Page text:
In this study, the school was the unit of randomization and analysis. Mean, medians, and frequencies were employed to sum up the data. The Fisher’s exact test and t-tests were used to evaluate the differences in the baseline group. The prevalence of 30 and 7 days smoking were computed for each of the 20 schools while group intervention and year differences in prevalence were evaluated with mixed models repeated measures ANOVA.

The result yields the information that there were more students in the control group relative to the intervention group. White dominated the sample for 9th and 12th grade with mean age about 15 years for both intervention and control groups. Moreover, there more females than males for both intervention and control groups.

The 30-day prevalence of cigarette smoking for intervention and control over the four years of the program for 9th grade was 23% (for intervention schools) and 26.1% (for the control schools) at baseline. The variation in prevalence between these schools at baseline was insignificant considering the fact that there were no intervention activities during the first year. However, when activities began in the second year of the program, the prevalence in the intervention schools dropped by about 2% at 21.9% and rose in the control schools to 30.7%. In the next year of intervention, prevalence unexpectedly increased to 24.1% in interventions schools and 31.3% in control schools, which is over 1% rise in the baseline. In the final year of the program, the 30-day prevalence between intervention and control schools was 7% (27.3% for intervention schools and 34.3% for control schools).

Similarly, the 7-day prevalence yields almost the same results. In the first year, prevalence in intervention schools was 14.8% while 17.2% in control schools. In the second year, prevalence increase by 1.2% for intervention schools and 5.6% in control schools. In the third year of the program, prevalence in intervention schools was at 16.2% and 23.8% for control schools. The increase marked the 7.6% difference between intervention and control schools. In the fourth and final year of the program, the increase in prevalence was as high as 9.9% for control school and 6.4% in intervention schools.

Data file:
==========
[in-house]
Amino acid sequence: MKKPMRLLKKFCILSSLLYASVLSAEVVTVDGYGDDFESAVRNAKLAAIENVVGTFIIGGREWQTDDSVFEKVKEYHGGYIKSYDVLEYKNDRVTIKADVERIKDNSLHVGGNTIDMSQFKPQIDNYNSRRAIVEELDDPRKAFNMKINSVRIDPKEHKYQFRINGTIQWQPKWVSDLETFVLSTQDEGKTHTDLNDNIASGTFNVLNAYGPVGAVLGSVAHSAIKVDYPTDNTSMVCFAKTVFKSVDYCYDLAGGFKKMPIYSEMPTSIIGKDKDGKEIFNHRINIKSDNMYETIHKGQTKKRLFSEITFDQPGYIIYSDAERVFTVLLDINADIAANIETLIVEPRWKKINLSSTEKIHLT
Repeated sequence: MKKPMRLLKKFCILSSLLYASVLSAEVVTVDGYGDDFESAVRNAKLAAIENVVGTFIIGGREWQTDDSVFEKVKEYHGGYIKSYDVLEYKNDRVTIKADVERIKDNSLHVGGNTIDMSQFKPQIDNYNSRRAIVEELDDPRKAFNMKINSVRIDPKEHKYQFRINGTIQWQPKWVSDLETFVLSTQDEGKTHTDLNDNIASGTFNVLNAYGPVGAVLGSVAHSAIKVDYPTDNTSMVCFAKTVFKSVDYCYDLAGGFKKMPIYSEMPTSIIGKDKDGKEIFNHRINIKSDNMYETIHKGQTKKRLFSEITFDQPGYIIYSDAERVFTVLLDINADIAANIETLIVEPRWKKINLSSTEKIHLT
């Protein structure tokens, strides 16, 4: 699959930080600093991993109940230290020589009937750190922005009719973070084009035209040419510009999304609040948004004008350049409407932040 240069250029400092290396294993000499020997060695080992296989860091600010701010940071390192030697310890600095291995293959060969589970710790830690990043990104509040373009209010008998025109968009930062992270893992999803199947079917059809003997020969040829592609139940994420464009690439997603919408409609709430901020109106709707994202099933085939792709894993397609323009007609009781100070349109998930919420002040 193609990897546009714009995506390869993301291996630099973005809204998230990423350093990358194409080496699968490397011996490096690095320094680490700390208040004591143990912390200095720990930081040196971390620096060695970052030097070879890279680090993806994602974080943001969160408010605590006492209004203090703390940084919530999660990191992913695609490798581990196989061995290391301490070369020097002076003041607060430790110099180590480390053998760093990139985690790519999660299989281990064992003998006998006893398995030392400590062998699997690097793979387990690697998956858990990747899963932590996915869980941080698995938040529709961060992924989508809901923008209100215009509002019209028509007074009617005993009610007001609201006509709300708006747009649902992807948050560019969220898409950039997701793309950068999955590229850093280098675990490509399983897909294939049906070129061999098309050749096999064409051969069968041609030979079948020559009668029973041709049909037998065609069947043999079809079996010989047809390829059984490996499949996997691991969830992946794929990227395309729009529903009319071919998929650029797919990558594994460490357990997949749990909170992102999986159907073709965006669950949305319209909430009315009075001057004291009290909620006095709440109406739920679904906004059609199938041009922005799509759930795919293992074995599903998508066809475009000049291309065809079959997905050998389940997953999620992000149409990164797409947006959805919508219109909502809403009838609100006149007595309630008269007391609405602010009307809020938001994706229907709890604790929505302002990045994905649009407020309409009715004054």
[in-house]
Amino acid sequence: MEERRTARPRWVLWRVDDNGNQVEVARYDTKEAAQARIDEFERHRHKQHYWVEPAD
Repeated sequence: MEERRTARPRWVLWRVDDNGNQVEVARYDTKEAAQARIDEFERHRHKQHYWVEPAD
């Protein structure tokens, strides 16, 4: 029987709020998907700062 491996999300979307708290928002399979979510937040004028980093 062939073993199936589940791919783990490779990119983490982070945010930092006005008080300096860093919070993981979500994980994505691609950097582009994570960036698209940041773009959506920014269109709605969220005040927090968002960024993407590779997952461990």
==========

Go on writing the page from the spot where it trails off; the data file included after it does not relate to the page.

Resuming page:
Assessment of 30-day prevalence by individual schools reveals that only five schools (4 in the intervention and 1 in control schools) showed reduction in prevalence over the fours of the program. All the schools showing reduced prevalence were mostly African-American while no decrease was recorded with any of the white schools.

The absence of significant effects was not from deficiency of the study design since it is based on a well-accepted standard for school-based randomized trial in the United States. Secondly, the randomization scheme was suitable based on the available information. However, although there are some advantages of the environmental program since exposure is bigger compared to classroom-based, it may have been affected by the limitations of an environmental program. For instance, low participation rates in hallways activities, lack of program recognition, weakened budget affecting the value of student incentives, and decreased importance in the school routine may have reduced the effectiveness of the program. This is because there are evidence to suggest that activities done inside the classroom capture more audience and had greater participation that those activities done in the hallways. Activities such as these particularly when it becomes a lunch time affair can affect the number of participation since those students who are already smoking are least likely to attend such activities. Therefore, a significant number of students who actually need the intervention were missed resulting to low program dose.

Another problem why the program did not attain its goals is the fact that the program’s budget was not originally intended for the entire student body. The budget was not enough to produce quality gift and incentives that could encourage students to participate.

4.1.2 Campbell R. et al. (2008)- An Informal School-based Peer-led Intervention for Smoking Prevention in Adolescence (ASSIST): A cluster randomized trial

Two hundred twenty three secondary schools in the west of England and Southeast Wales were invited to participate in the ASSIST open cluster-randomized controlled trial in February 2001. ASSIST or “A Stop Smoking in Schools Trial” intervention was an adaptation of previous initiative promoting sexual health. ASSIST on the other hand aimed to spread and sustain new norms of non-smoking behavior on young people aged 12 to 13 years by creating a social network in schools.

Out of the 223 invited schools, 113 responded positively but only 66 were selected. However, only 59 schools signed in and agreed to continue with their existing smoking education program and policies, and to be randomized by control group or by intervention group. To avoid being a classroom-based, ASSIST strategically select and trained influential students to act as peer supported during information interactions outside the classroom. In this manner, peer supporters can encourage their peers not to smoke. Influential students were identified through a nomination questionnaires sent to students in both intervention and control schools.